Coral and Football Index Have Ads Removed From TV
Coral and Football Index have faced criticism from the Advertising Standards Authority (ASA) for airing ads on the television that were deemed irresponsible. Index suggested its product was a way to make money, whilst Coral’s encouraging weekly gambling, which could be deemed harmful.
Coral’s advert was first shown on T.V. in June. There was a voice-over which promised a ‘free £5 bet every Sunday’. However, there was a terms and conditions text which stated that in order to qualify for such an offer, you had to bet £25 from Monday through to Saturday.
As a result, there was a complaint lodged which stated that this kind of offer encouraged people to gamble on a weekly basis, which could result in irresponsible behaviour being developed. Coral defended itself by saying that customers had to opt-in to such an offer, and the could opt-out at any time. As a result of this conscious choice, they stated they didn’t think it encouraged frequent betting. Nevertheless, ASA stated it could encourage harmful behaviour amongst some customers, thus they ordered the ad to be removed from the television.
The NHS national director for Mental health stated:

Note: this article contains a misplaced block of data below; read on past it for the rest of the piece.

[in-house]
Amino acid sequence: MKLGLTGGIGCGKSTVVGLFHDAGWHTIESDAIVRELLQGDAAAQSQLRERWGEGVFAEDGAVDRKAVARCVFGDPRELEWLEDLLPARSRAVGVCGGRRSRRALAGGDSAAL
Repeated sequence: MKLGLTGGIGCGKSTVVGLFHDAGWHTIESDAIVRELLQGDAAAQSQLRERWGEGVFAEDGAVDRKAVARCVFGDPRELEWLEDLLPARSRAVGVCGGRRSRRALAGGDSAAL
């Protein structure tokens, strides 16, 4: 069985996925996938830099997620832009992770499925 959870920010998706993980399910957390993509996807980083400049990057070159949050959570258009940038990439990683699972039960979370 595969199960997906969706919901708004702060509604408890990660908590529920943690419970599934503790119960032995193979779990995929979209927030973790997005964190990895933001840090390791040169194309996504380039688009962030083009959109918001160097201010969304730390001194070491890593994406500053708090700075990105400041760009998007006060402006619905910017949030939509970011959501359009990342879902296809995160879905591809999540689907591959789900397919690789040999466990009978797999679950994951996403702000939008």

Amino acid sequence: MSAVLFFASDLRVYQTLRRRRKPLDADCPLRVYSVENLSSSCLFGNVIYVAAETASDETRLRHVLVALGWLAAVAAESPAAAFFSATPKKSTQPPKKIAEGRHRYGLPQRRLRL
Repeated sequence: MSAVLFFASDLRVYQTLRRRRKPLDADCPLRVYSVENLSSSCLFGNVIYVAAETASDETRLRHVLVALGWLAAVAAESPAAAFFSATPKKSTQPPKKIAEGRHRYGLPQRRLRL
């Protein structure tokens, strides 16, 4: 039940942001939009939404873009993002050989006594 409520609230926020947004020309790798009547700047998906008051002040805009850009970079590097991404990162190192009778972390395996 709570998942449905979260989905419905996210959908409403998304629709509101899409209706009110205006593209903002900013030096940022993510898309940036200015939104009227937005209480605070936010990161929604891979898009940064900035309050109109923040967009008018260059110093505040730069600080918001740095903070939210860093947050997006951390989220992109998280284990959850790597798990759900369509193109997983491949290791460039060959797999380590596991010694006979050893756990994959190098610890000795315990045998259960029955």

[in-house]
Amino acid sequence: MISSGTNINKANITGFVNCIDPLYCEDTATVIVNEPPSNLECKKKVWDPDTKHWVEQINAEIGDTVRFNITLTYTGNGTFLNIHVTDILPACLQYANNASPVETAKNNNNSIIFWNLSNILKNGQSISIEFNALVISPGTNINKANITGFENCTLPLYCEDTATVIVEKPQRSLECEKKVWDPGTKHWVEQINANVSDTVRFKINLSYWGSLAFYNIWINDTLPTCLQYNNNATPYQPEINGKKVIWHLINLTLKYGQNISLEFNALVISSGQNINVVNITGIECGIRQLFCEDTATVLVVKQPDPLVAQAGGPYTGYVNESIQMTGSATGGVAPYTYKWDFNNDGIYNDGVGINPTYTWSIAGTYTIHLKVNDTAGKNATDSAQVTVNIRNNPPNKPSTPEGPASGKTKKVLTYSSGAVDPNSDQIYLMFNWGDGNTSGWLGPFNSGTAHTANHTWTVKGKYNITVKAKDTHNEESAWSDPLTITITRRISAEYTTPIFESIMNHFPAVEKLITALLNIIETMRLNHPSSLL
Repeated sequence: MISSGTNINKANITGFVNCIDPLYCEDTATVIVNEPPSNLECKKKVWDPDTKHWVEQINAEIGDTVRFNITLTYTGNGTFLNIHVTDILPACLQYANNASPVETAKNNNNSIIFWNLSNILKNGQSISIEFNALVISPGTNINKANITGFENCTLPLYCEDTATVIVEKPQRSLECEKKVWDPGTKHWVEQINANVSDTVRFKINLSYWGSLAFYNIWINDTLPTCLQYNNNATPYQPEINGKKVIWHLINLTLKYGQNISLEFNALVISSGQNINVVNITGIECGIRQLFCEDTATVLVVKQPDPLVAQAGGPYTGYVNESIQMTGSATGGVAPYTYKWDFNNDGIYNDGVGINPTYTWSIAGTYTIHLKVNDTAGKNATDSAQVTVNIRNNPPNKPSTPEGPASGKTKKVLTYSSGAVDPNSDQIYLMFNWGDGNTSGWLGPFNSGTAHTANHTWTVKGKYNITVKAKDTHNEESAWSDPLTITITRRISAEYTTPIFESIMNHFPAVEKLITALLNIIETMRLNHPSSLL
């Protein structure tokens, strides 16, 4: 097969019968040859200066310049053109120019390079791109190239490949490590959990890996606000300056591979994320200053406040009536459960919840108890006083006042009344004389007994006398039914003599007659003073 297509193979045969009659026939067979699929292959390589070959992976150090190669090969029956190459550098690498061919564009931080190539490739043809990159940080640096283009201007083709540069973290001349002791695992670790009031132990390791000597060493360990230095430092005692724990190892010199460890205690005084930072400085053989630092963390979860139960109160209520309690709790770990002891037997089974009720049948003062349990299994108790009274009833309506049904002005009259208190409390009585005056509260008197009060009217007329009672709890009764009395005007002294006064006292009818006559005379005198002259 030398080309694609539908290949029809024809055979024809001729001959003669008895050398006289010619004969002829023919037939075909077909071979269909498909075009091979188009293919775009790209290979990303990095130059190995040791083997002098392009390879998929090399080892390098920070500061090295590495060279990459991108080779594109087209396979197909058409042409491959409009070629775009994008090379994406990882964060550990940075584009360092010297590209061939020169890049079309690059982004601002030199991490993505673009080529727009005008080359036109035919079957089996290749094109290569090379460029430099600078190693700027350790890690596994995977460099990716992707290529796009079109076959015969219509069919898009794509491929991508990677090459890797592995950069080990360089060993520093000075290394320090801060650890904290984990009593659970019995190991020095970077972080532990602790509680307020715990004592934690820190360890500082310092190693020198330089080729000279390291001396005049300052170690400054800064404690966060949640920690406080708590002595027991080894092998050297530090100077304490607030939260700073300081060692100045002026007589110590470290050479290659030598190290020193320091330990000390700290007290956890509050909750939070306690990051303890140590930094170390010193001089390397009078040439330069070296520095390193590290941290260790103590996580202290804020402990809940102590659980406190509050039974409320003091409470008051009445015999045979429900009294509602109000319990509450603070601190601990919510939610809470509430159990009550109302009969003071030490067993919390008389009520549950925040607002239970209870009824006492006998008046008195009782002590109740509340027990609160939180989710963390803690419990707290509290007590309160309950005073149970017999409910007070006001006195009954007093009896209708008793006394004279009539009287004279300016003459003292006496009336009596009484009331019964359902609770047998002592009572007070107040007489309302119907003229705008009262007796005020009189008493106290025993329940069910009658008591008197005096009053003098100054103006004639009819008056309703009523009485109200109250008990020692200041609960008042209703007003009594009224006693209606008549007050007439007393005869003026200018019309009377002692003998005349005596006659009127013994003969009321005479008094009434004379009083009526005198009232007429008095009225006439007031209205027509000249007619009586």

It is absolutely right that the authorities take action and clamp down on ads which are found to be wildly irresponsible and appear determined only to encourage harmful, addictive behaviour. –Claire Murdoch, NHS
It appears that ASA are really clamping down on such forms of advertising.
Another operator, Football Index, also had an ad banned for claiming its product helped one make money. Their ad appeared on FourFourTwo’s YouTube channel and was named ‘How to make money from Football index’. The complaint against the ad stated that there were not clear indications of the inherent risks of gambling and it heavily implied it could be a source of income.
Football Index retorted, saying that it described itself as a ‘football stock market’ and this should show that there were risks involved. Nevertheless, ASA were left unconvinced. They said it created the impression that it was a ‘lucrative investment opportunity’, and there was not enough evidence to the contrary.
ASA stated changes must be made to inform players that losses were common and took place easily. The ad could not be shown online again in its current format.
It remains to be seen if more adverts will face censure in the coming months.